The internet is a wonderful place to learn about strange and wonderful things. It is also the world of helpful advice. There are standard resources like the "8 Questions You Were Too Embarrassed to Ask" articles, or "The Complete Idiot's Guide to...". Among the less polite is the "You're Doing it Wrong" meme, a snarky list of everything people are (supposedly) an absolute failure at doing. It includes parenting, exercising, making muffins, eating popsicles, cutting cucumbers, making people happy and making people sad. The list includes some 75 hot topics and this seems like only the beginning.
We're not sure your bank's loan loss reserve (ALLL) calculation will fall among the hottest topics on the list, but there are changes ahead. These changes seem to indicate that for most banks, whether you have been doing it all wrong or not, you will be doing it differently in the not too distant future. The upcoming change is the adoption of the Financial Accounting Standards Board (FASB)'s current expected loss model (CECL). Implementation is set for Jan 1, 2018 for both the domestic and international versions coming from the International Accounting Standards Board (IASB). The international standard differs somewhat from CECL, but both are based on the general premise of replacing a historical loss model with a forward-looking approach.
The CECL model was created to replace the current historical loss model because most experts believe the historical loss model was inadequate in calculating the necessary reserves for the losses that occurred during the recent economic downturn. It has been assumed that bank reserves will increase under the new proposed modeling.
While this assumption of increased reserves seems logical, an analysis of historical ALLL vs. charge-offs shows the ALLL levels have been historically much greater than actual loss experience. This indicates that financial institutions may have inherently kept a portion of capital reserves in their ALLL and that a large increase to current reserve levels may not in the end be required.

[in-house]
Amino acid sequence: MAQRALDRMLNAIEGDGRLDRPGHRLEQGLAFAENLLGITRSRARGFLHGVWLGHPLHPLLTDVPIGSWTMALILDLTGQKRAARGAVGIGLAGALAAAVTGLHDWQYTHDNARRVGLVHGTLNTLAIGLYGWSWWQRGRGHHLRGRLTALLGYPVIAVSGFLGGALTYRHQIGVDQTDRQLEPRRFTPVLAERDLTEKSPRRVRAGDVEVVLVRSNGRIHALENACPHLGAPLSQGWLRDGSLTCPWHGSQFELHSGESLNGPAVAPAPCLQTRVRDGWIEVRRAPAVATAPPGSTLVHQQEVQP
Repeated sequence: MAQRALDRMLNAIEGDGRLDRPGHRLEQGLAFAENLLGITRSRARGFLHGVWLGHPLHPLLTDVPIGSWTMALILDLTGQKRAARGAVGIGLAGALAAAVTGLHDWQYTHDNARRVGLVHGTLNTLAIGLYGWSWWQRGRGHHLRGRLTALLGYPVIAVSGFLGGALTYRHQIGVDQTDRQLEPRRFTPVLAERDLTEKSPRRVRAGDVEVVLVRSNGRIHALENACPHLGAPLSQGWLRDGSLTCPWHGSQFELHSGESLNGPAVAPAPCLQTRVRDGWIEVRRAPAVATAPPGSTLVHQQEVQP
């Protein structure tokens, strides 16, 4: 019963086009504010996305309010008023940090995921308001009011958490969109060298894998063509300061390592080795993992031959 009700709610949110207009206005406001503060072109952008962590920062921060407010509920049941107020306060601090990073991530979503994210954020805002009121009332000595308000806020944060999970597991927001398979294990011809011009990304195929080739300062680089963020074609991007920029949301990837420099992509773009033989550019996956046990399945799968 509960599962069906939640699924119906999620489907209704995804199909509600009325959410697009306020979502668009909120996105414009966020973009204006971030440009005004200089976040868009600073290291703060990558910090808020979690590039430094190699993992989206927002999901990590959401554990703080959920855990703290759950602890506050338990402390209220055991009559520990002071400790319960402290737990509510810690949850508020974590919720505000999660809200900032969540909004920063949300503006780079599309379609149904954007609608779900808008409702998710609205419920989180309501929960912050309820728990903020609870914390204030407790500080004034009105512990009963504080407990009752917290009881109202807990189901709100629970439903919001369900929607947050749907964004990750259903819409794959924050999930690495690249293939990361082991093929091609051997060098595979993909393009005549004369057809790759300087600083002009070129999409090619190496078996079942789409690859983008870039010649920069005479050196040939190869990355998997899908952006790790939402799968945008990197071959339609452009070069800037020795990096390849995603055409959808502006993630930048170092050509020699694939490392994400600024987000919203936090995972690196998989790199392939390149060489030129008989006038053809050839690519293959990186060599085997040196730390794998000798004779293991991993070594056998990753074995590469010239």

Now that both the international and domestic accounting rules boards have lined up with their intent and timing, it would appear inevitable that a new loan loss standard will be adopted. The final details will be ironed out before implementation, but what steps should a community banker take now to be prepared?
We suggest you continue to keep abreast of information regarding the final FASB standard. Reach out to experts in the field including your outside auditors, regulators or our experts. Then, assess your current ALLL process and expertise. If you are currently preparing your ALLL internally, ask whether you have the capabilities and manpower to enhance your current process to comply with the new requirements. Finally, make your current ALLL process as robust as possible. Enhance your granularity by evaluating your homogeneous loan groups, explore various look-back periods and prepare loss migration by grade.
One key aspect of the proposed CECL model relies on understanding the contractual cash flows of your loans including prepayments. That means you need to evaluate how you may be able to integrate loan level information from your other models (including your asset/liability model) into your ALLL process. If you believe the new expected loss model will require banks to hold a larger reserve, when assessing your capital requirements include the potential that your reserve may increase in the future.
In the end, keeping up with the latest from FASB may seem like a herculean task. Know that PCBB has been calculating and reporting ALLL for community banks for years and always with every effort to incorporate the latest and best practices as a part of our service. We are happy to help you with this issue, so give us a call if you'd like to find out more.